On June 28, the Food and Drug Administration (FDA) issued a draft Guidance to Industry document for the use of antibiotics in farm animals. It’s the first time in over 30 years the FDA—the agency charged with regulating drugs in the U.S.—appears to be taking steps to limit the use of important antibiotics in food animal production. Good news? Sadly, the draft guidance contains only two recommendations, both so weakly worded they would allow the agricultural industry to carry on just as it is has. Even more distressing, once the document is finalized, it only represents the FDA’s current thinking on the topic; it doesn’t carry any regulatory power whatsoever. In what appears to be a saving grace, the guidance summarizes many reports dating back to 1968 showing the link between antibiotic use and antibiotic resistance. In fact the best part of 10 of the 19 pages is used to demonstrate this very point. In fact the FDA press release announcing the release of this guidance states “that the overall weight of evidence available to date supports the conclusion that using medically important antimicrobial drugs for production or growth enhancing purposes (i.e., non-therapeutic or sub-therapeutic uses) in food-producing animals is not in the interest of protecting and promoting the public health.” However, the rest of the world has already acknowledged this link and has acted to reduce the very real risk of indiscriminate antibiotic use in the livestock industry. In the U.S. we have listened to Big Ag, allowed the powerful agricultural and pharmaceutical lobbies to have their way, and continued to put tons of antibiotics into farm animal feed and water. There are estimates that as much as 70 percent of the antibiotics used in the U.S. are used to promote growth in farm animals, not to treat animals that are sick or ailing.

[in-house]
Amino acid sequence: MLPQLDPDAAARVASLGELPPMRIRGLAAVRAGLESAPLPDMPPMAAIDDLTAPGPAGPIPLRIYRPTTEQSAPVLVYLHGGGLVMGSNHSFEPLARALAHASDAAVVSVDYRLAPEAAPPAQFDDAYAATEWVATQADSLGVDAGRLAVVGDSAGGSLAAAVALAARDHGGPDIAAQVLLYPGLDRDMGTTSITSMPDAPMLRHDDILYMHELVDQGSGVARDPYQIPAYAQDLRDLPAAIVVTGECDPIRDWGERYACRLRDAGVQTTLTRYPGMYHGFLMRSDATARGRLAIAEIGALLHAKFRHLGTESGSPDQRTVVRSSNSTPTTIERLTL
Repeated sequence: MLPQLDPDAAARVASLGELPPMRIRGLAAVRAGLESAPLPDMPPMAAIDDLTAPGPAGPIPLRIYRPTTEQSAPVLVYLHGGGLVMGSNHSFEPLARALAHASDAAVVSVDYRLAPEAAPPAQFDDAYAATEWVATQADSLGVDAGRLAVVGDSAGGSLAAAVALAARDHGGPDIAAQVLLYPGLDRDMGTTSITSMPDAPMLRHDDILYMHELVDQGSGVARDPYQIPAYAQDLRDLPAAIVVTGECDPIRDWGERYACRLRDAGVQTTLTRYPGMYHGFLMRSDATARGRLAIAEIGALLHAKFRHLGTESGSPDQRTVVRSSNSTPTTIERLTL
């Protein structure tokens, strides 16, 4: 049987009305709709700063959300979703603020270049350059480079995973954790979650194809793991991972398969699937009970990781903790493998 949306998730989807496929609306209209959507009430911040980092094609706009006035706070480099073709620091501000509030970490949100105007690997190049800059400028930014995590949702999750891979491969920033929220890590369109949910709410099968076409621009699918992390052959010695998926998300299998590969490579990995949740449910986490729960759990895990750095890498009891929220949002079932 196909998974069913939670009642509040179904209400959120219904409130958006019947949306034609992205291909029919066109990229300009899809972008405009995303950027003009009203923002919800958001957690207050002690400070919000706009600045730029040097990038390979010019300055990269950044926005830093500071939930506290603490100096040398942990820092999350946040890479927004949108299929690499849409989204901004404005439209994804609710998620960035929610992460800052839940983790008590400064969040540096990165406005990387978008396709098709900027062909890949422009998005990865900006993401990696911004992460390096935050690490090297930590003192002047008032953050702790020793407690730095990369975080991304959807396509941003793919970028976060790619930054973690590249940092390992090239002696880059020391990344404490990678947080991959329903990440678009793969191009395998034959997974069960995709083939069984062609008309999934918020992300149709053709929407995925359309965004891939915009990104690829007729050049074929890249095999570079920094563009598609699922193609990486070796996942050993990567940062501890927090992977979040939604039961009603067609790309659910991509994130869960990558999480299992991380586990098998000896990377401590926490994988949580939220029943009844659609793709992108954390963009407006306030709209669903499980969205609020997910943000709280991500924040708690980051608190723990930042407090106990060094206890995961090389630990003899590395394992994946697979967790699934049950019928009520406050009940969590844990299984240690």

According to LancasterOnline.com’s Mary Beth Schweigert, lack of oversight in National Organic Program has created a “chasm between consumer expectations and actual industry practices.” Ms. Schweigert notes the challenges that the NOP, now in its twelfth year, faces in terms of its dual mission to protect agriculture while simultaneously protecting the consumer.
The NOP has drawn significant criticism on its lax pasture requirements – 80,000 public comments to be exact. However, even adequate standards are only as good as the enforcement behind them. Schweigert reports a startlingly low number of citations in the first seven years of the program – only $20,000 for three fraudulent operators in a $23 billion U.S. organic food industry.
National Organic Coalition (an industry watchdog group) policy coordinator Liana Hoodes responded to this issue, explaining that strong national organic regulations are worthless without consistent oversight and enforcement. She added, “It will either clean up its act or get surpassed by many other labels.”